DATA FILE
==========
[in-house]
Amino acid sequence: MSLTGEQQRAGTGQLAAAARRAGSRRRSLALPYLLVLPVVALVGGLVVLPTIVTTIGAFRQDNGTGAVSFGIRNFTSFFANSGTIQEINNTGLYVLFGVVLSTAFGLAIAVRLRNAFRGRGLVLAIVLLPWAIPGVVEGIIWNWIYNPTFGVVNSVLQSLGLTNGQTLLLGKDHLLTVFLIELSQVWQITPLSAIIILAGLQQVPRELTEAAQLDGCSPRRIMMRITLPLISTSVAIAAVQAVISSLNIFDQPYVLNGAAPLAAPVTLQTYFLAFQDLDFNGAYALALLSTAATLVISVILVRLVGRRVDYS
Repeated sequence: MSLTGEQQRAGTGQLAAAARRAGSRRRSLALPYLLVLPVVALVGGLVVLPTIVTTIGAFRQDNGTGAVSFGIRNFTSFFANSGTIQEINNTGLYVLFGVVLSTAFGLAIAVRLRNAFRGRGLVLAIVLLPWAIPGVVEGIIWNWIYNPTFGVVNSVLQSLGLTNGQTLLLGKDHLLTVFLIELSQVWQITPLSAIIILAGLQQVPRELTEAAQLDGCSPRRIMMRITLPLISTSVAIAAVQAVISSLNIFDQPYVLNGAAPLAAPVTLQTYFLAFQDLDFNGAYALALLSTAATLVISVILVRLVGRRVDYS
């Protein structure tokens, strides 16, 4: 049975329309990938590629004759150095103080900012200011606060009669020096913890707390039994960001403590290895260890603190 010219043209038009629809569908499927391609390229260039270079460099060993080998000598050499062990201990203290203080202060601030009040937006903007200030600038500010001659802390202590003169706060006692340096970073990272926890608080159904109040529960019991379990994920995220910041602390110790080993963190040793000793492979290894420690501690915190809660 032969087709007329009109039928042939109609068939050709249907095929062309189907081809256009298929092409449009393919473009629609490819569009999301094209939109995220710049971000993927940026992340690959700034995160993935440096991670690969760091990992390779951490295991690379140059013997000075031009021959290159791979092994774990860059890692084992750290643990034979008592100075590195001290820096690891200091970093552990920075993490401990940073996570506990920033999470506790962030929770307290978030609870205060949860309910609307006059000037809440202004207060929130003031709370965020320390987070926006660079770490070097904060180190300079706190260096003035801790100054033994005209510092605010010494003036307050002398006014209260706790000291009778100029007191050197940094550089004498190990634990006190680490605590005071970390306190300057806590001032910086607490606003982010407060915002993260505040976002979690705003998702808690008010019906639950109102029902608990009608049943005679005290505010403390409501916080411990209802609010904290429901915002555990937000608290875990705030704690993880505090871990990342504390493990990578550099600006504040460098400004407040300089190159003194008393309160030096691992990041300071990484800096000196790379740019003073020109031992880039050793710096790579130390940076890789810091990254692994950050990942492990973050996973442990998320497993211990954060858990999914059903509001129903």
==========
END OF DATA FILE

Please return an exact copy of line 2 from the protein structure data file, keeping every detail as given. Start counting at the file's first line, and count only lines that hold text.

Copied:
Amino acid sequence: MSLTGEQQRAGTGQLAAAARRAGSRRRSLALPYLLVLPVVALVGGLVVLPTIVTTIGAFRQDNGTGAVSFGIRNFTSFFANSGTIQEINNTGLYVLFGVVLSTAFGLAIAVRLRNAFRGRGLVLAIVLLPWAIPGVVEGIIWNWIYNPTFGVVNSVLQSLGLTNGQTLLLGKDHLLTVFLIELSQVWQITPLSAIIILAGLQQVPRELTEAAQLDGCSPRRIMMRITLPLISTSVAIAAVQAVISSLNIFDQPYVLNGAAPLAAPVTLQTYFLAFQDLDFNGAYALALLSTAATLVISVILVRLVGRRVDYS